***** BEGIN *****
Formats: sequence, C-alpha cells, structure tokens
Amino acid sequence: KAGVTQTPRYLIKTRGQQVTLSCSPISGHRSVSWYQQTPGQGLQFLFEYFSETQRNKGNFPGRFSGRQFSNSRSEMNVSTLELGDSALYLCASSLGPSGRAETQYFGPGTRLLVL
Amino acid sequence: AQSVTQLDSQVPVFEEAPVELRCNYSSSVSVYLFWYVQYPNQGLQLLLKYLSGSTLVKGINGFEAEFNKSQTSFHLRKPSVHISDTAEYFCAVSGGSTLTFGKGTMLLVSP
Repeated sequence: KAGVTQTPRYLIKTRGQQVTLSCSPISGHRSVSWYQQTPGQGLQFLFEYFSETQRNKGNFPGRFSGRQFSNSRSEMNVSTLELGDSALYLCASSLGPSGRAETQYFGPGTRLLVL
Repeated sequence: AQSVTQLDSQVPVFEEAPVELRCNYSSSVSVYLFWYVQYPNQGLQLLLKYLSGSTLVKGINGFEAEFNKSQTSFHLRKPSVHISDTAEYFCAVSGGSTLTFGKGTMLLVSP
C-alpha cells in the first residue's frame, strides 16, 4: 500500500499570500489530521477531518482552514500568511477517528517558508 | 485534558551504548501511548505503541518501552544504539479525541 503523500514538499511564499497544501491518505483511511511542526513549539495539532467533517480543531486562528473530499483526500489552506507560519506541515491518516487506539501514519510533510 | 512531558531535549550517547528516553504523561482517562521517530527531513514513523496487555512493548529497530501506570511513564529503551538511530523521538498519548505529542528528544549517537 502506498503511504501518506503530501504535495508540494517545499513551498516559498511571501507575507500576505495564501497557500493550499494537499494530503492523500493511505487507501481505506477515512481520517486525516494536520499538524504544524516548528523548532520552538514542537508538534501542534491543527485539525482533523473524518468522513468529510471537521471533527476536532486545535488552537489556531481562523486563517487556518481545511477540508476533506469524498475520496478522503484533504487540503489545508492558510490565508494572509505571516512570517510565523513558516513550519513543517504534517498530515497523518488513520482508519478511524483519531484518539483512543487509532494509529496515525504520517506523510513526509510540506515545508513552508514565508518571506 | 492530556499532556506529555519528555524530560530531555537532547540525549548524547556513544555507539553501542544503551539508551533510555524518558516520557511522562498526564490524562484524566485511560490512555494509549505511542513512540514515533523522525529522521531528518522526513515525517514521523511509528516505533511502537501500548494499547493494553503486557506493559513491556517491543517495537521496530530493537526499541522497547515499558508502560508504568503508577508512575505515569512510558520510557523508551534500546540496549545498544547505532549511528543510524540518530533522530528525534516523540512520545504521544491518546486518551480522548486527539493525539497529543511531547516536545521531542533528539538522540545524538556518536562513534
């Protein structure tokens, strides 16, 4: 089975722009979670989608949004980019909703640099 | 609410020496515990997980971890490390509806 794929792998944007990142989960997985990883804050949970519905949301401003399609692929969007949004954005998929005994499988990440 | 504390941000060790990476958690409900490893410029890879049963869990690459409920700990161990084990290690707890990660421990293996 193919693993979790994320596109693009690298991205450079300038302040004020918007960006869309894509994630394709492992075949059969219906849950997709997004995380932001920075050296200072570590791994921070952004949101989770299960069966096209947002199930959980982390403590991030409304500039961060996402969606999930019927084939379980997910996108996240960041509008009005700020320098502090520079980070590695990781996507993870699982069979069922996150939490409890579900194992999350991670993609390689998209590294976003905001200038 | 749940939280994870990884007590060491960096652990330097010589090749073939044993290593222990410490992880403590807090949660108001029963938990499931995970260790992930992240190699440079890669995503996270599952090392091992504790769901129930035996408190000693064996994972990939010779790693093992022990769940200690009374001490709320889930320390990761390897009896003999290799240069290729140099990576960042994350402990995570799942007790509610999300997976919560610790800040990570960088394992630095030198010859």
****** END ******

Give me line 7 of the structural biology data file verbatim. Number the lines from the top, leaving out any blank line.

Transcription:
């Protein structure tokens, strides 16, 4: 089975722009979670989608949004980019909703640099 | 609410020496515990997980971890490390509806 794929792998944007990142989960997985990883804050949970519905949301401003399609692929969007949004954005998929005994499988990440 | 504390941000060790990476958690409900490893410029890879049963869990690459409920700990161990084990290690707890990660421990293996 193919693993979790994320596109693009690298991205450079300038302040004020918007960006869309894509994630394709492992075949059969219906849950997709997004995380932001920075050296200072570590791994921070952004949101989770299960069966096209947002199930959980982390403590991030409304500039961060996402969606999930019927084939379980997910996108996240960041509008009005700020320098502090520079980070590695990781996507993870699982069979069922996150939490409890579900194992999350991670993609390689998209590294976003905001200038 | 749940939280994870990884007590060491960096652990330097010589090749073939044993290593222990410490992880403590807090949660108001029963938990499931995970260790992930992240190699440079890669995503996270599952090392091992504790769901129930035996408190000693064996994972990939010779790693093992022990769940200690009374001490709320889930320390990761390897009896003999290799240069290729140099990576960042994350402990995570799942007790509610999300997976919560610790800040990570960088394992630095030198010859």